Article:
The facts distinguish this case from Southeastern Greyhound Lines v. Fisher, 72 Ga. App. 717 (34 SE2d 906) cited by appellee, and other cases, e.g., Heard v. Johnson, 126 Ga. App. 222 (190 SE2d 455); Industrial Life & Health *370 Ins. Co. v. Johnson, 62 Ga. App. 630 (9 SE2d 121); Atlanta Life Ins. Co. v. Walker, 53 Ga. App. 80 (184 SE 776). This is not a case where the circumstances of the defrauded party, the inadequacy of the consideration, and the disparity of mental ability between the parties makes the question one for the jury. Jackson v. Rich, 227 Ga. 149 (179 SE2d 256); Bankers Health & Life Ins. Co. v. Griffeth, 59 Ga. App. 740 (2) (1 SE2d 771). "If there existed a question in appellee's [assignor's] mind relative to release or payment, or if they were unsatisfactory, the release and draft should have been returned to the appellant. Pan American Life Ins. Co. v. Carter, 57 Ga. App. 294 (1) (195 SE 326). Instead, appellee [assignor] cashed the draft and used the proceeds. He is bound by the release..." Sentry Ins. v. Mells, 132 Ga. App. 553 (208 SE2d 566).

Where two checks tendered in settlement of a note and an account were imprinted "by endorsement this check is accepted in full payment of the following account," followed by "settlement of note and account in full," and the payee, informing the maker that the amount was too little, struck out the condition and deposited the checks for payment, we held that "Whether an actual controversy existed between the parties or not, the conduct of [the payee] in accepting and retaining the checks, obliterating the conditional endorsements thereon without the consent of [the maker], and presenting them for payment had the legal effect of acceptance of the terms of the conditional endorsements and resulted in an accord as to the amount due under the notes. (Citations)." Hornbuckle v. Continental Gin Co., 116 Ga. App. 449 (157 SE2d 829). This was in accord with the holding in Rivers v. Cole Corp., 209 Ga. 406 (73 SE2d 196); Dixie Belle Mills v. Specialty &c. Co., 217 Ga. 104, 106 (2) (120 SE2d 771), as well as cases cited hereinabove.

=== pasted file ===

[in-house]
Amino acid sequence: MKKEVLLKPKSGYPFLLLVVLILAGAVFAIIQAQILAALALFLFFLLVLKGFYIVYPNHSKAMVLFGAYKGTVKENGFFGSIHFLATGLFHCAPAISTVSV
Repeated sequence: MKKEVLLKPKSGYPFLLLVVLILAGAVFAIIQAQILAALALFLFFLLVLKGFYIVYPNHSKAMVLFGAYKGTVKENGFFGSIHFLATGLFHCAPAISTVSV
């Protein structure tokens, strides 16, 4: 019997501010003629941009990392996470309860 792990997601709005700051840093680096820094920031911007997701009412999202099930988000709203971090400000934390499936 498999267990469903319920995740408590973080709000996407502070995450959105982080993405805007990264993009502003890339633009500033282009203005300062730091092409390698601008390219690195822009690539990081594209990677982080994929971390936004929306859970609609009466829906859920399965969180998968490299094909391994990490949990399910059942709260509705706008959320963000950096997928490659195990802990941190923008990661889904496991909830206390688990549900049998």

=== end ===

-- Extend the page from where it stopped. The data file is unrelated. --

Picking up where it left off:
The release was not stricken from the draft here, and thus the facts here are stronger for holding that an accord and satisfaction was effected by presenting it for payment.

It is to be noted that Lamberth, after accepting and cashing the drafts carrying the releases, assigned the balance of his purported claim for damages to his furniture to Amoco Oil Company, which brought suit *371 thereon. "A right of action is assignable if it involves, directly or indirectly, a right of property." Code ยง 85-1805. The assignee of a chose in action other than a negotiable instrument takes subject to all defenses between the original parties. Worrill v. Coker, 56 Ga. 666, 668.

Applying the several principles set forth above, it appears that the claim of Lamberth had been settled and terminated prior to the assignment, and consequently the assignee took nothing. There is, as a matter of law, no basis for its action, and movant was entitled to a summary judgment.

Judgment reversed. Deen and Stolz, JJ., concur.